Transplantation of human ovarian cancer cells that were molecularly engineered to have a reduced expression of OGFr, into immunocompromised mice resulted in ovarian tumors that grew rapidly. This discovery, reported in the February 2012 issue of Experimental Biology and Medicine, provides fresh new insights into the pathogenesis and therapy of a lethal cancer that is the fifth leading cause of cancer-related mortality among women in the USA, and has a death rate that is unchanged for over 75 years.
The OGF (also-termed [Met5]-enkephalin)-OGFr axis plays a fundamental role in cancer, development, and cellular renewal by regulating cell proliferation. An important question addressed in this study relates to the requirement of this peptide-receptor system for the progression of carcinogenesis. Human ovarian cancer cell lines that were genetically modified to underexpress OGFr grew far more rapidly in tissue culture than control (empty vector/wildtype) cell lines. Moreover, the addition of OGF to cultures of these genetically modified cells did not respond to the inhibitory peptide and change cell number, indicating that the loss of OGFr interfered with the function of the OGF-OGFr axis with respect to regulating cell proliferation. Immunocompromised mice injected with ovarian cancer cells that had a reduction in OGFr displayed tumors much earlier than controls, and these tumors grew faster than controls.
Putting this information together with knowledge that the pathway for OGF-OGFr regulation of cell proliferation in ovarian cancer is by way of increasing the cyclin-dependent inhibitory kinase proteins p16 and p21, we now can understand that minimizing the quantity of OGFr results in an increase in the number of cells entering the G1/S phase of the cell cycle. This has the net effect of increasing the progression of tumorigenic events. These results reveal the critical nature of OGFr in human ovarian cancer, and that the receptor along with its ligand, OGF, is essential for determining the course of these neoplasias.
The research team was comprised of Dr. Ian S. Zagon, Distinguished University Professor, and Dr. Patricia J. McLaughlin, Professor, along with Dr. Renee N. Donahue in the Department of Neural & Behavioral Sciences. Drs. Zagon and McLaughlin discovered that endogenous opioids serve as growth factors, and have been pioneers in translating their findings from the bench to the bedside. Dr. Zagon states that "Over 75% of women are initially diagnosed with advanced ovarian cancer. Despite excellent initial response to cytoreductive surgery and adjuvant chemotherapy, 65% of these patients relapse within two years. However, only palliative care is available for these patients. With evidence from Phase I and II clinical trials as to the success of OGF for the treatment of advanced pancreatic cancer and knowledge presented herein that the OGF-OGFr axis is a critical determinant of the course of ovarian neoplasia, the present study raises the possibility of using this information to modulate the OGF-OGFr pathway with i) exogenous OGF, ii) imiquimod to upregulate OGFr, and/or iii) low dose naltrexone (LDN) to increase OGF and OGFr, as a therapeutic strategy for ovarian carcinoma." Co-author Dr. McLaughlin adds that "A major problem in ovarian cancer is the need for diagnostic markers - both for early diagnosis and to monitor treatment modalities. Since some of the signaling pathways for OGF-OGFr are known (e.g., karyopherin â, Ran, p16, p21), the components of this system would represent a worthwhile focus in designing diagnostic assays."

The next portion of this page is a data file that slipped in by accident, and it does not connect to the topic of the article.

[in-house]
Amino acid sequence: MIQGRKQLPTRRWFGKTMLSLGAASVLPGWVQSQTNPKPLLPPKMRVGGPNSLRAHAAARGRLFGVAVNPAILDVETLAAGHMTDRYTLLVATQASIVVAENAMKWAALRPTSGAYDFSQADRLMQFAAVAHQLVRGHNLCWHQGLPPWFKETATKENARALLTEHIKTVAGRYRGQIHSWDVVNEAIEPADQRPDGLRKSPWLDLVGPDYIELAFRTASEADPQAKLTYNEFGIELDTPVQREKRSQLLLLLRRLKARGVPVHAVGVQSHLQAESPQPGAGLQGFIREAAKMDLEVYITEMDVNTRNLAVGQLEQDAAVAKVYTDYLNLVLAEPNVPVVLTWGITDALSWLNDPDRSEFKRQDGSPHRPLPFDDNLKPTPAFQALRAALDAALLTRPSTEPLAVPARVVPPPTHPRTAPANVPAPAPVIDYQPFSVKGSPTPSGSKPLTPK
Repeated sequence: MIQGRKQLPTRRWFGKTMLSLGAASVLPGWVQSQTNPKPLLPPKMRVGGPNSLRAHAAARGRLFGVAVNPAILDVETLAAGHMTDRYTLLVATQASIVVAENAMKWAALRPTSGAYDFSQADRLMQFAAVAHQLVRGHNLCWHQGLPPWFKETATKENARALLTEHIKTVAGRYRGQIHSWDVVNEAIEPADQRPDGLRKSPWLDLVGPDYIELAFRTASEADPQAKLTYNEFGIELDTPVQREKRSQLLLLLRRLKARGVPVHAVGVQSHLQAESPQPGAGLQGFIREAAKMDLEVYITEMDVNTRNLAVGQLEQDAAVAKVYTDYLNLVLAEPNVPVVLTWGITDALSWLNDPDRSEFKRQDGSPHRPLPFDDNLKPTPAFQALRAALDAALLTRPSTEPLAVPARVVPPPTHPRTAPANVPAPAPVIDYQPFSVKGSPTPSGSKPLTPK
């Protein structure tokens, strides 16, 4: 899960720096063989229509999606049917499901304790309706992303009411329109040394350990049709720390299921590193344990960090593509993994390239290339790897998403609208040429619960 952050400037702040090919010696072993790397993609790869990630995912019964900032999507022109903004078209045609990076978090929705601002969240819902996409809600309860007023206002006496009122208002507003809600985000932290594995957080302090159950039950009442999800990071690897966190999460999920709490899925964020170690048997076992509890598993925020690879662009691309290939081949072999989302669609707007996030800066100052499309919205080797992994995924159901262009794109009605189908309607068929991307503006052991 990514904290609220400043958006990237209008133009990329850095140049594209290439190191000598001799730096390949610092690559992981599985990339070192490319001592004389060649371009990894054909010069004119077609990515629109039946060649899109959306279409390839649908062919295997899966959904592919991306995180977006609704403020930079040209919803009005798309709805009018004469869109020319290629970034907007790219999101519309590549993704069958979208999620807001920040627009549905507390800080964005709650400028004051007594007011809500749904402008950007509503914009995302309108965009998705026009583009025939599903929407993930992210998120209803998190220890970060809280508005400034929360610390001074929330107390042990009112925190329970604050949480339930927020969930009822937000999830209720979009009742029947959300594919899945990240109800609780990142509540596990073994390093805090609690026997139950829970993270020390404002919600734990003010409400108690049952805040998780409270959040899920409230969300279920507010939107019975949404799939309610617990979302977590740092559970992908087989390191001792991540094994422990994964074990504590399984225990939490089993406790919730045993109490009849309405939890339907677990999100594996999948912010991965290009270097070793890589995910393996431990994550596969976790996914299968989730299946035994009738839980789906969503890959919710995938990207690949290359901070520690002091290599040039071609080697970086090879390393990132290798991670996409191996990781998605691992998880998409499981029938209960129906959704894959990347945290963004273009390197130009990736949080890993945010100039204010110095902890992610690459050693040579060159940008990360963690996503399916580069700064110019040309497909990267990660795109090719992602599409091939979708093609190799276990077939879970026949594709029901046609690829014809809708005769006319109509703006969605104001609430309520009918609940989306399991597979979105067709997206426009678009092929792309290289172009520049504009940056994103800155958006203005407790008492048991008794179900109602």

Dr. Donahue, who conducted the ovarian cancer studies and its relationship to the OGF-OGFr axis for her doctoral dissertation, states that "Ovarian cancers frequently have a methylation of p16 that is associated with an increased progression of ovarian cancer and a loss of OGFr in ovarian tumors. The diminished expression of OGFr and its repercussions on tumorigenesis, only adds to the concern about the need for information concerning genetic and epigenetic changes that may impact the course of disease and its treatment. Our findings also hold potentially ominous overtones for those individuals taking naltrexone for addictive disorders. The dosage used for treatment of addiction blocks opioid receptors continually. The present findings that diminishing the OGF-OGFr axis by depleting the receptor exacerbates tumorigenesis, could place these patients using naltrexone at risk for accelerating disease processes that involve cell proliferation."
Dr. Steven R. Goodman, Editor-in-Chief of Experimental Biology and Medicine, said "This compelling evidence confirms the absolute requirement for OGFr (and OGF) as a tonically active inhibitory regulatory mechanism in ovarian cancer. As a corollary, amplifying the OGF-OGFr pathway is a novel and highly effective biotherapeutic strategy to suppress the progression of these deadly cancers."
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